Palm Oil: Magical bullet or ticking timebomb?

From cleaning supplies, to cooking products, metal plating to bio-fuel, palm oil is a product with far-reaching possibilities. Its emergence on the global market is a fairly recent one, yet it has become a dominating force for global environmental change as well as economic growth in poorer countries. At first glance, it would seem palm oil is a cure-all for many of the current climatic and economic problems facing our planet; but, like all good things, there are stringent drawbacks to its increasing production.

In the 1950’s changing market demand forced Southeast Asian producers to realize they must diversify their exported products if they were to stay viable in a global market. Palm oil quickly became the answer, and large tracts of land were redeveloped to support the growth and harvesting of the oil palm. The benefits of this plant were quickly realized. It is an ideal foodstuff, healthier and more versatile than other cooking oils, having similar properties to olive oil. Oil derived from the palm kernel is similar to coconut oil in its ideal use in long-life bakery products. Also, palm kernel oil’s fatty-oil content makes it useful for industrial detergents. This is all overshadowed by the oil’s usefulness as a bio-fuel. The Malaysian government set up several agencies to propagate and promote this very useful commodity.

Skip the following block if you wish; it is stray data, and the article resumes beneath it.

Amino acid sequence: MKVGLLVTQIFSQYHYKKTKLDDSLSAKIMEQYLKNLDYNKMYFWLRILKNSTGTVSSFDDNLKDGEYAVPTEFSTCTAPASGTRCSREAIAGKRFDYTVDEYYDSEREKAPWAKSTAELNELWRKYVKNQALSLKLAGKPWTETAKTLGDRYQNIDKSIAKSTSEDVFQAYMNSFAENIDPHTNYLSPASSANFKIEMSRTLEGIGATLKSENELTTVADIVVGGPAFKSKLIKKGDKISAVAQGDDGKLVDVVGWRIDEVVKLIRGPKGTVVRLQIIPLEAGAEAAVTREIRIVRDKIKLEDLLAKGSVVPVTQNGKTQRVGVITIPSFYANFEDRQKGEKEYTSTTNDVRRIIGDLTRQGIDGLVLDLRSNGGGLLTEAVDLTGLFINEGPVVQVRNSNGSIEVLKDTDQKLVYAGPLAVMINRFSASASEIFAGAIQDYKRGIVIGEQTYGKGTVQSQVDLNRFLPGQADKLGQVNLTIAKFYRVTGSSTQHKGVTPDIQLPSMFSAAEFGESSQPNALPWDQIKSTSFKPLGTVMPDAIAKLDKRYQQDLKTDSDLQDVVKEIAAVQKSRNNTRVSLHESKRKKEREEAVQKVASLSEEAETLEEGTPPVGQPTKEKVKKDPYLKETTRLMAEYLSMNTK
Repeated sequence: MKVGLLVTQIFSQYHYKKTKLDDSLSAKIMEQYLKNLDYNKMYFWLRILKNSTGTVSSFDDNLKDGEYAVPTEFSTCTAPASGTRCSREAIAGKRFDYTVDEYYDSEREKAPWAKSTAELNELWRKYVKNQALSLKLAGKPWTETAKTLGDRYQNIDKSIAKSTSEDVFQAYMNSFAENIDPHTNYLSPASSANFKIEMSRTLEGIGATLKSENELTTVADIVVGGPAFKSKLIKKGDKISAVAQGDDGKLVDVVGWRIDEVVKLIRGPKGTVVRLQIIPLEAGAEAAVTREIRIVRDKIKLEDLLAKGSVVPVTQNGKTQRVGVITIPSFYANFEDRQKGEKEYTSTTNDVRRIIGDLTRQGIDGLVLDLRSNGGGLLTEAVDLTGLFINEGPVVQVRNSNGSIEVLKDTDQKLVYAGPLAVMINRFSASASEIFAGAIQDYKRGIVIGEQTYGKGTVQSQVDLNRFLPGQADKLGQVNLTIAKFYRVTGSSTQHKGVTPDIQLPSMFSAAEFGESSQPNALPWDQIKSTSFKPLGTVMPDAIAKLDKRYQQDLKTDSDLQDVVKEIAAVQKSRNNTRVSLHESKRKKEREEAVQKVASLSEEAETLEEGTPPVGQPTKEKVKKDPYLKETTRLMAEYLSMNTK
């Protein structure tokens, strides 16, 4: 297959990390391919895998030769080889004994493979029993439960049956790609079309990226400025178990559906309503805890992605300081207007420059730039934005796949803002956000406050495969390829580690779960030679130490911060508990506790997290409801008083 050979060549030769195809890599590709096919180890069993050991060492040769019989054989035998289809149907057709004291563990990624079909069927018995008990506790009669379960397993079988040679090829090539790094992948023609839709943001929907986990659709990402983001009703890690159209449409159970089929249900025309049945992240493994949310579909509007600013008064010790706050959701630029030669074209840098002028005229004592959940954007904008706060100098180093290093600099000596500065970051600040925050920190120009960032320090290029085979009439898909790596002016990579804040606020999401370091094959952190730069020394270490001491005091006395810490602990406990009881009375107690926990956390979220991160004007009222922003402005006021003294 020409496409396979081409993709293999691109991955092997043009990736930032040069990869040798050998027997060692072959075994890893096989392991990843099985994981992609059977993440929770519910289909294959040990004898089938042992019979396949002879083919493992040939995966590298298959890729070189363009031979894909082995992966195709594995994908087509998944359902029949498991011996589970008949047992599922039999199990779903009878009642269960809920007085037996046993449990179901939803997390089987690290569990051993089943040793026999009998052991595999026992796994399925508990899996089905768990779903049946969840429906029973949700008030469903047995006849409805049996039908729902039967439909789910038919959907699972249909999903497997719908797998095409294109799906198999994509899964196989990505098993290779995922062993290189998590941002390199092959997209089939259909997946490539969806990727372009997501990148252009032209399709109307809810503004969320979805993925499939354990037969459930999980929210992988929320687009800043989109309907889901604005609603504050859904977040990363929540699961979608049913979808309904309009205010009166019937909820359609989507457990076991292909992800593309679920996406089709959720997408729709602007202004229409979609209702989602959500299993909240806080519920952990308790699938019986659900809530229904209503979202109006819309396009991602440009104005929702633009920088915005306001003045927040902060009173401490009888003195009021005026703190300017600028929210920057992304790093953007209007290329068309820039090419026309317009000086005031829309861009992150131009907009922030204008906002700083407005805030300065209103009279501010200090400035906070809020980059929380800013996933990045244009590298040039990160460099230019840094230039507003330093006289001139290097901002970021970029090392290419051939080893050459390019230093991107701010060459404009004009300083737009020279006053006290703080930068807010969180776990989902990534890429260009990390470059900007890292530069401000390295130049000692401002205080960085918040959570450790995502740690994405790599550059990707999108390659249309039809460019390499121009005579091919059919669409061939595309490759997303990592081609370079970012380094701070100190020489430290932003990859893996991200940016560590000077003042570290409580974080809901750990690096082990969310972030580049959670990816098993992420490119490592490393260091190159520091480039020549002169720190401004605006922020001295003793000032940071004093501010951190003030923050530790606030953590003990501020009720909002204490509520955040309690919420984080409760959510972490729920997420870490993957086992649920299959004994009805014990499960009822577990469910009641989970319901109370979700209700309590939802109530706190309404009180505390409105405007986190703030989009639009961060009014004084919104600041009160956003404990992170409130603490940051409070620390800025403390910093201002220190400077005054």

The Immediate result was a significant increase in their GDP, a large reduction in poverty, and a possible solution to the fuel crisis. The downside was a reduction in natural rainforest habitats, threats to already endangered species, and the loss of the use of palm oil as foodstuff for the nations that produce it. This highlights the central problem with palm oil production: Palm oil is useful and so easy to grow that the desire for it overreaches the amount of already fallow land that is needed to cultivate it.

Palm oil can be very useful, but it’s important going further to make sure its production does not harm lands and animals that are essential to our ecosystem. All its possibilities have not been explored and more thought needs to be placed on its environmental impact.